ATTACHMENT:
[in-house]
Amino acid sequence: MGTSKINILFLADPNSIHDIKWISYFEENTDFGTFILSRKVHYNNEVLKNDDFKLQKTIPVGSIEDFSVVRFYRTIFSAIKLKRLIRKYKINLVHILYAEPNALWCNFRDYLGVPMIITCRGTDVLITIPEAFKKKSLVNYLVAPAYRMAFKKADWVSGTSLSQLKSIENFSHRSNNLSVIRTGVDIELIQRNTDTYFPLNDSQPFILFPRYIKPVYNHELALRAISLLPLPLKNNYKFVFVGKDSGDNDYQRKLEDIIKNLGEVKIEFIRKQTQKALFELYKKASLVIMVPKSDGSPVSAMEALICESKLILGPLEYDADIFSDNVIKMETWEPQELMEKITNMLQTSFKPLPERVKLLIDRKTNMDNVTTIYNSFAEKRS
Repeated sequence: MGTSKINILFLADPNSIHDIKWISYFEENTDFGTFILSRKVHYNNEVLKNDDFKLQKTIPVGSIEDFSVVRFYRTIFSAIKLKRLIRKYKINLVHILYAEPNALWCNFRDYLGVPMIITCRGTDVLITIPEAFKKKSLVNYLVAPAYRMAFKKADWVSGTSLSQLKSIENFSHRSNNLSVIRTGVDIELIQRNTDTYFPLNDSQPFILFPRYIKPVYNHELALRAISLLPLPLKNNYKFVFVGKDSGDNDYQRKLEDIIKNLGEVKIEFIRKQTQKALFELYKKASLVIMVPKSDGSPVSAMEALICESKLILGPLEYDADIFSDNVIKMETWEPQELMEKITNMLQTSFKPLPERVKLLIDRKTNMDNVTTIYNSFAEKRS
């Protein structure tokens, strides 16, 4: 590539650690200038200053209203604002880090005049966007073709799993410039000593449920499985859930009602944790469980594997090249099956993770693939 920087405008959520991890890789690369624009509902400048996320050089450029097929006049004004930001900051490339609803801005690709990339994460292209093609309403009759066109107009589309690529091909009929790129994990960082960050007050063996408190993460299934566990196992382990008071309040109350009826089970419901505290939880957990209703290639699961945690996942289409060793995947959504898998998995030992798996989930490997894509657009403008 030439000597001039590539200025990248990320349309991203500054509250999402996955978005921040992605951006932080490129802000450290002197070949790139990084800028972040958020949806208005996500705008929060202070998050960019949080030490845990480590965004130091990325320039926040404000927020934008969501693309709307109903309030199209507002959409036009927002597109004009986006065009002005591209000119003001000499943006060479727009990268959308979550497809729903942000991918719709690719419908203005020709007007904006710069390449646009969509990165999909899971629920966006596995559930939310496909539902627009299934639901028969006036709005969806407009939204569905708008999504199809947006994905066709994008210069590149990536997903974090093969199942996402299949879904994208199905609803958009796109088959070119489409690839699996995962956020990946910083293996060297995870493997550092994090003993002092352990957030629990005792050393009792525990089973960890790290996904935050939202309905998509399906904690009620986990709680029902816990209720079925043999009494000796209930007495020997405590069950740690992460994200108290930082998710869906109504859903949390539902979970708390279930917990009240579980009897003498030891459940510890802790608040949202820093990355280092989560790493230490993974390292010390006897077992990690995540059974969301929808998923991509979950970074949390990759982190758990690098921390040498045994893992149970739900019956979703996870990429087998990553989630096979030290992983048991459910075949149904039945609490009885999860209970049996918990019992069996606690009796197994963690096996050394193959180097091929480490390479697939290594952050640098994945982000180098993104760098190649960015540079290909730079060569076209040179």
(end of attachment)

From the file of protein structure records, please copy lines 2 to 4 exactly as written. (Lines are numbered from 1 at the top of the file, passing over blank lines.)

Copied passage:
Amino acid sequence: MGTSKINILFLADPNSIHDIKWISYFEENTDFGTFILSRKVHYNNEVLKNDDFKLQKTIPVGSIEDFSVVRFYRTIFSAIKLKRLIRKYKINLVHILYAEPNALWCNFRDYLGVPMIITCRGTDVLITIPEAFKKKSLVNYLVAPAYRMAFKKADWVSGTSLSQLKSIENFSHRSNNLSVIRTGVDIELIQRNTDTYFPLNDSQPFILFPRYIKPVYNHELALRAISLLPLPLKNNYKFVFVGKDSGDNDYQRKLEDIIKNLGEVKIEFIRKQTQKALFELYKKASLVIMVPKSDGSPVSAMEALICESKLILGPLEYDADIFSDNVIKMETWEPQELMEKITNMLQTSFKPLPERVKLLIDRKTNMDNVTTIYNSFAEKRS
Repeated sequence: MGTSKINILFLADPNSIHDIKWISYFEENTDFGTFILSRKVHYNNEVLKNDDFKLQKTIPVGSIEDFSVVRFYRTIFSAIKLKRLIRKYKINLVHILYAEPNALWCNFRDYLGVPMIITCRGTDVLITIPEAFKKKSLVNYLVAPAYRMAFKKADWVSGTSLSQLKSIENFSHRSNNLSVIRTGVDIELIQRNTDTYFPLNDSQPFILFPRYIKPVYNHELALRAISLLPLPLKNNYKFVFVGKDSGDNDYQRKLEDIIKNLGEVKIEFIRKQTQKALFELYKKASLVIMVPKSDGSPVSAMEALICESKLILGPLEYDADIFSDNVIKMETWEPQELMEKITNMLQTSFKPLPERVKLLIDRKTNMDNVTTIYNSFAEKRS
């Protein structure tokens, strides 16, 4: 590539650690200038200053209203604002880090005049966007073709799993410039000593449920499985859930009602944790469980594997090249099956993770693939 920087405008959520991890890789690369624009509902400048996320050089450029097929006049004004930001900051490339609803801005690709990339994460292209093609309403009759066109107009589309690529091909009929790129994990960082960050007050063996408190993460299934566990196992382990008071309040109350009826089970419901505290939880957990209703290639699961945690996942289409060793995947959504898998998995030992798996989930490997894509657009403008 030439000597001039590539200025990248990320349309991203500054509250999402996955978005921040992605951006932080490129802000450290002197070949790139990084800028972040958020949806208005996500705008929060202070998050960019949080030490845990480590965004130091990325320039926040404000927020934008969501693309709307109903309030199209507002959409036009927002597109004009986006065009002005591209000119003001000499943006060479727009990268959308979550497809729903942000991918719709690719419908203005020709007007904006710069390449646009969509990165999909899971629920966006596995559930939310496909539902627009299934639901028969006036709005969806407009939204569905708008999504199809947006994905066709994008210069590149990536997903974090093969199942996402299949879904994208199905609803958009796109088959070119489409690839699996995962956020990946910083293996060297995870493997550092994090003993002092352990957030629990005792050393009792525990089973960890790290996904935050939202309905998509399906904690009620986990709680029902816990209720079925043999009494000796209930007495020997405590069950740690992460994200108290930082998710869906109504859903949390539902979970708390279930917990009240579980009897003498030891459940510890802790608040949202820093990355280092989560790493230490993974390292010390006897077992990690995540059974969301929808998923991509979950970074949390990759982190758990690098921390040498045994893992149970739900019956979703996870990429087998990553989630096979030290992983048991459910075949149904039945609490009885999860209970049996918990019992069996606690009796197994963690096996050394193959180097091929480490390479697939290594952050640098994945982000180098993104760098190649960015540079290909730079060569076209040179």